DAILY NEWS ANALYSIS
08 June, 2020
7 Min Read
In Persian Gulf littoral, cooperative security is key
Hamid Ansari is the former Vice-President of India, 2007-2017
GS- Paper-II West Asia
India’s interests would be best served if stability in the region is ensured this way
The United Nations defines this body of water as the Persian Gulf. The lands around it are shared by eight countries (Bahrain, Iran, Iraq, Kuwait, Oman, Qatar, Saudi Arabia, and the United Arab Emirates)(PT SHOT), all members of the UN.
There is a commonality of interest among them in being major producers of crude oil and natural gas, and thereby contributing critically to the global economy and to their own prosperity. This has added to their geopolitical significance. At the same time, turbulence has often characterised their inter se political relations.
The essential ingredients of such a framework would thus be to ensure:
The GCC and the U.S. link
The past two decades have revalidated William Fulbright’s observation that statesmen often confuse great power with total power and great responsibility with total responsibility. The war in Iraq and its aftermath testify to it. The U.S. effort to ‘contain’ the Iranian revolutionary forces, supplemented by the effort of the Arab states of the littoral (except Iraq) through the instrumentality of the Gulf Cooperation Council, or GCC (May 1981), to coordinate, cooperate and integrate to ‘serve the sublime objectives of the Arab Nation’ initially met with success in some functional fields and a lack of it in its wider objectives.
In the meantime, geopolitical factors and conflicts elsewhere in the West Asian region — Yemen, Syria, Libya — aggravated global and regional relationships and hampered a modus vivendi in U.S.-Iran relations that was to be premised on the multilateral agreement on Iran’s nuclear programme agreed to by western powers and the Obama Administration but disowned by U.S. President Donald Trump whose strident policies have taken the region to the brink of an armed conflict.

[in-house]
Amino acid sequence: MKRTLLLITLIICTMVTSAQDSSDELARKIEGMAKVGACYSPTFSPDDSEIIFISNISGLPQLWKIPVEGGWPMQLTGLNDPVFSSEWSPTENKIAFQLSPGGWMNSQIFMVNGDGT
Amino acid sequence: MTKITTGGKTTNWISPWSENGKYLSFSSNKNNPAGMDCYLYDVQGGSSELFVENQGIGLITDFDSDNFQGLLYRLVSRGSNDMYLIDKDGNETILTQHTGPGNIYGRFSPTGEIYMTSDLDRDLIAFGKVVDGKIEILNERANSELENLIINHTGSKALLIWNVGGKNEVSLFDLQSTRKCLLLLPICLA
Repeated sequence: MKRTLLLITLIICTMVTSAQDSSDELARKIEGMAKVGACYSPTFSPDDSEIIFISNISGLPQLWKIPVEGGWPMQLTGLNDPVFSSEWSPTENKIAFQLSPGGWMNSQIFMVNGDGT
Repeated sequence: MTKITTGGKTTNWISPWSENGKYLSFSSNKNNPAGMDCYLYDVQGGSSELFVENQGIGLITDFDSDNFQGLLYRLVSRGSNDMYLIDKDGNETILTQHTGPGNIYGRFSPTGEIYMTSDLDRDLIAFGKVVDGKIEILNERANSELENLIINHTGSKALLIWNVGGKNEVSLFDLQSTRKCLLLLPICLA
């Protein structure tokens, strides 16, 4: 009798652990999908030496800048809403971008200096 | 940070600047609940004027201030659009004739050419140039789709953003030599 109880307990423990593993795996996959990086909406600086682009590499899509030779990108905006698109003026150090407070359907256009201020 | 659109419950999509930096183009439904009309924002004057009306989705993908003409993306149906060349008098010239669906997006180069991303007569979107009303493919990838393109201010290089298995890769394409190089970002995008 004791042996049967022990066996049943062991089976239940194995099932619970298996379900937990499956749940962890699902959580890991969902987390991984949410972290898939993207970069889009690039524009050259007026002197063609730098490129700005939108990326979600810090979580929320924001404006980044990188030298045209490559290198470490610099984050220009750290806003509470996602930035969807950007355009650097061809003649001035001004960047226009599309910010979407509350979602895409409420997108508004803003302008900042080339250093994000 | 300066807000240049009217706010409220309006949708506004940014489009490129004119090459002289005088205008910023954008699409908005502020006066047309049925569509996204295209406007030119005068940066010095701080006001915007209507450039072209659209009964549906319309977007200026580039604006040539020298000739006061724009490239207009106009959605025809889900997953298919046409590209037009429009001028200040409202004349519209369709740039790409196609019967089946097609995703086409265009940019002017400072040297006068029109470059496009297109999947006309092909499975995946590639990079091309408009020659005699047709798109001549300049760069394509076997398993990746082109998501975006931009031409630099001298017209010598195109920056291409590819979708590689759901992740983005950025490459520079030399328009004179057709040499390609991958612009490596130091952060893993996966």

Perceptions of declining U.S. commitment to sub-regional security have been articulated in recent months amid hints of changing priorities. This is reported to have caused disquiet in some, perhaps all, members of the GCC, the hub of whose security concern remains pivoted on an Iranian threat (political and ideological rather than territorial) and an American insurance to deter it based on a convergence of interests in which oil, trade, arms purchases, etc have a role along with wider U.S. regional and global determinants.
An evolving transformation
Record shows that the alternative of exclusive security arrangements promotes armament drives, enhances insecurity and aggravates regional tensions. It unavoidably opens the door for Great Power interference.
The relationship with Iran, complex at all times and more so recently on account of overt American pressure, has economic potential and geopolitical relevance on account of its actual or alleged role in Pakistan and Afghanistan. Iran also neighbours Turkey and some countries of Central Asia, the Caucasus and the Caspian Sea region. Its size, politico-technological potential and economic resources, cannot be wished away, regionally and globally, but can be harnessed for wider good.
India has eschewed involvement in local or regional disputes. Indian interests do not entail power projection; they necessitate in their totality, peace and regional stability, freedom of navigation and access to the region’s markets in terms of trade, technology and manpower resources. Indian interests would be best served if this stability is ensured through cooperative security since the alternative — of competitive security options — cannot ensure durable peace.
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